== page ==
Afghanistan, the world’s largest producer of opium, is hosting the conference which it hopes will reawaken donor nations to the drug issues confronting the war-ravaged nation, including increased opium production and the growing number of heroin addicts.
The executive director of the United Nations Office on Drugs and Crime (UNODC), Antonio Maria Costa, said before the meeting on Sunday that flourishing opium production was contributing to instability.
“The fight against terrorism will be more effective if drug trafficking is interrupted,” he said, citing “mounting evidence of drug money being used to finance criminal activities, including terrorism.
“If we don’t start translating counter-narcotics commitment into lower levels of production, we run the risk of (an) opium economy undermining all that has been achieved in creating a democratic new Afghanistan,” Costa said in a statement.
The International Conference on Counter-Narcotics in Afghanistan will focus on three areas: law enforcement, alternative livelihoods for poppy farmers and demand reduction.
Sunday’s opening sessions will be devoted to technical and planning meetings.
Afghan President Hamid Karzai, Britain’s Foreign Office Minister Bill Rammell and the director general of Afghanistan’s Counter Narcotics Department, Mirwais Yasini, will address the conference on Monday.
Yasini has said Afghanistan will be looking for donor nations to contribute to its National Drug Control Strategy announced in May. Although no firm figure has been set, he said Afghanistan would be looking for something like $300 million to fund its strategy.
Afghan President Hamid Karzai
The five-year plan aims to reduce opium cultivation by at least 70% by 2008, crackdown on money laundering and boost regional and international cooperation on illicit drugs.
UK, the lead nation in anti-narcotics operations in Afghanistan, has already committed about ?70 million ($128 million) over three years to the anti-opium drive.
“This is not an issue one country can do on its own,” Yasini said. “We would like the whole international community to help us.”
“The drugs trade in Afghanistan is threatening international security. It’s threatening our interests and it’s helping terrorism,” he said, adding “there is interaction between Taliban, al-Qaida and drug trafficking.”
“The drugs trade in Afghanistan is threatening international security. It’s threatening our interests and it’s helping terrorism … there is interaction between Taliban, al-Qaida and drug trafficking”
Afghanistan now produces more than two-thirds of the world’s illicit opium supply and poppy cultivation is spreading to areas where it was never grown before, according to UNODC report released in October.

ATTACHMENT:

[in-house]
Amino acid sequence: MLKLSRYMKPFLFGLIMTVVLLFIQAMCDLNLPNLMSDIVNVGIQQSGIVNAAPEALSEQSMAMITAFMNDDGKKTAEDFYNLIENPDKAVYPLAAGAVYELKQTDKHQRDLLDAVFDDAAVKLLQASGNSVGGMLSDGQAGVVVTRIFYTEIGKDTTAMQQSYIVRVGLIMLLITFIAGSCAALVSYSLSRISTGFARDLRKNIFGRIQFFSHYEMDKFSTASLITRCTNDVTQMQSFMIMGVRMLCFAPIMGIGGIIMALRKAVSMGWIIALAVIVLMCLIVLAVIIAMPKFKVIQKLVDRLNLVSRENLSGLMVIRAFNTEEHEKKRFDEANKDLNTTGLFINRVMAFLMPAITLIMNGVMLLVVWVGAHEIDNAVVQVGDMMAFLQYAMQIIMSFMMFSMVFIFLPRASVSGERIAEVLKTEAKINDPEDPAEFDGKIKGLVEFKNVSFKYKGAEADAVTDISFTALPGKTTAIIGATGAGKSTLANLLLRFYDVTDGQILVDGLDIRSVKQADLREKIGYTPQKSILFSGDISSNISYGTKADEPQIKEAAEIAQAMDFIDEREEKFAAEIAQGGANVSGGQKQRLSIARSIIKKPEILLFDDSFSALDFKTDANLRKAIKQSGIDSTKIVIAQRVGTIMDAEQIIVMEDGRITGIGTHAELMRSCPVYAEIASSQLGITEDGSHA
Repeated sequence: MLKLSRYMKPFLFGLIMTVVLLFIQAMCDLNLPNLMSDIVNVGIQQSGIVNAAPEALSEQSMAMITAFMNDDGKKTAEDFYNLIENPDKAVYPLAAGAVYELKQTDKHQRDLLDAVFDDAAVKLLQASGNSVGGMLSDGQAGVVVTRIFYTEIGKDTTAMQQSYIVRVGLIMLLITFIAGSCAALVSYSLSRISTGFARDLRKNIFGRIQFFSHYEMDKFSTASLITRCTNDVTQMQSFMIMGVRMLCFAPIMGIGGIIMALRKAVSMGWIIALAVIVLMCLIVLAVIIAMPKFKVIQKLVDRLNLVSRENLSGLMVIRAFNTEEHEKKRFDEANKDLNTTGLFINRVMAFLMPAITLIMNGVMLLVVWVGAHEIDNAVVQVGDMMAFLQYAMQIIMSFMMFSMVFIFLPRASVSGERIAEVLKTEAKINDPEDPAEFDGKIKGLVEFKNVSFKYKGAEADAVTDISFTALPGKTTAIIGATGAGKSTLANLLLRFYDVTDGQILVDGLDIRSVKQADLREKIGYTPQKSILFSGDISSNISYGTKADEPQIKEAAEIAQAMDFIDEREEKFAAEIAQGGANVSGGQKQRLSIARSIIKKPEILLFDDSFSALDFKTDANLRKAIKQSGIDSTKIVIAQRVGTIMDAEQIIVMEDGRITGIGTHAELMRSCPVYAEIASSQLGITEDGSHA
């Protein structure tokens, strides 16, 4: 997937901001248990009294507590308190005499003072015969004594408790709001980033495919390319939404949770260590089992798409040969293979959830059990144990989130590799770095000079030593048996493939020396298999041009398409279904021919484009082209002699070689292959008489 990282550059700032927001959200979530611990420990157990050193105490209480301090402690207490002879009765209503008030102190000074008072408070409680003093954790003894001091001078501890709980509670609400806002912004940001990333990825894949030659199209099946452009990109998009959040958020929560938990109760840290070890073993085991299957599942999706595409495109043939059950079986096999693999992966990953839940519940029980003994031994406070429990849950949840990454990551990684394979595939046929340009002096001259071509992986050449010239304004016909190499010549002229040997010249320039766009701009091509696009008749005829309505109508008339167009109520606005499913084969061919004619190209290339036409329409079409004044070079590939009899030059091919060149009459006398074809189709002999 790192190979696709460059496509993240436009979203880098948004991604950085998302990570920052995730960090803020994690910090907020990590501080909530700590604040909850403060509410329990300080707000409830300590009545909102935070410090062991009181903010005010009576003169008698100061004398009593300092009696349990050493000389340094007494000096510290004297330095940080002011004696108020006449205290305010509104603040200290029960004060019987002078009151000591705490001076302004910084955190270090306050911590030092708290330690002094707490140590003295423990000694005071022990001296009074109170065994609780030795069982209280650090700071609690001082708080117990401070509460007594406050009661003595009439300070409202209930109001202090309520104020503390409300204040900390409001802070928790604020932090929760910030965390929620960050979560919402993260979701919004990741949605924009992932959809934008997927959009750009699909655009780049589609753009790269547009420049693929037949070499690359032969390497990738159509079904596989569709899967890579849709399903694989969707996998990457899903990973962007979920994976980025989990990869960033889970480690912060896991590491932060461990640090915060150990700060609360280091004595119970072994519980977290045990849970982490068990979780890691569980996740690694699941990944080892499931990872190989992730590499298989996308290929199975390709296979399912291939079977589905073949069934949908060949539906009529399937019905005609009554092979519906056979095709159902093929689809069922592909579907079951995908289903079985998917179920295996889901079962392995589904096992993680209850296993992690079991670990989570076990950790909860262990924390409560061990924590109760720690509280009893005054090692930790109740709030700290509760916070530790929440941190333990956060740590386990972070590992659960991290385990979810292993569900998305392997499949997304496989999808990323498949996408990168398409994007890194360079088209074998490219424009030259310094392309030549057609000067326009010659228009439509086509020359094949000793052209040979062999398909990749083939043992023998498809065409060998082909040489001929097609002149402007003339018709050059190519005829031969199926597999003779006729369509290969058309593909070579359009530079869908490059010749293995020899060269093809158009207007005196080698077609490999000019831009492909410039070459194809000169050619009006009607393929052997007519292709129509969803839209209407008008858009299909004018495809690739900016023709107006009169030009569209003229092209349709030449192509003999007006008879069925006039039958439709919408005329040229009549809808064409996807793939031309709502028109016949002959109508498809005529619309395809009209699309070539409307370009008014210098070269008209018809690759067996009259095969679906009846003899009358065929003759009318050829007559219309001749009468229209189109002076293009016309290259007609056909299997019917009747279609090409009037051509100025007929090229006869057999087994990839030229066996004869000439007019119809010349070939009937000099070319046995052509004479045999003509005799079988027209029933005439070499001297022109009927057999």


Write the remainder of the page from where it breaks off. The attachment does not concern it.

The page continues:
The estimated income of Afghan poppy farmers and opium traffickers is 2.3 billion dollars, much of which goes to provincial administrators and military commanders, its report said.
Three people have been killed and six injured in factional fighting in northern Afghanistan, while elsewhere thousands of militiamen have begun to disarm.
The factional fighting was the
Deputy Interior Minister General Hilal al-Din Hilal dismissed reports that as many as 20 had died in the violence. He said the conflict was the result of a drug dispute in the province.
“In the fighting in Badakhshan province three people have died and six have been injured,” he told a news agency.
The fighting was between local commanders with decades-long grudges dating from the Soviet invasion of Afghanistan which ended in 1989, but the latest clashes were sparked over feuds about “drugs-related deals”, Hilal said.
“Drugs business has spread out in Badakhshan province lately.”
The province, which borders China and Tajikistan, is a major cultivation area for opium poppies.
On Saturday, the state news agency Bakhtar reported at least 20 people had been killed and 40 injured in three days of fighting in the remote area.
The fighting began on Thursday in the Argo district of northern Badakhshan province, 350km north of Kabul, it said.
Hilal said that the government had sent a delegation, headed by General Muhammad Ayub, to the province to investigate and to “bring the culprits to justice”.
“We have managed to stop the fighting for the moment but we will be investigating the cause of the fighting,” he added.
Disarming private militias, along with cracking down on the illicit opium trade, is one of the priorities for President Karzai as he attempts to extend the authority of his government to the provinces which have been troubled by factional fighting and rights abuses by commanders.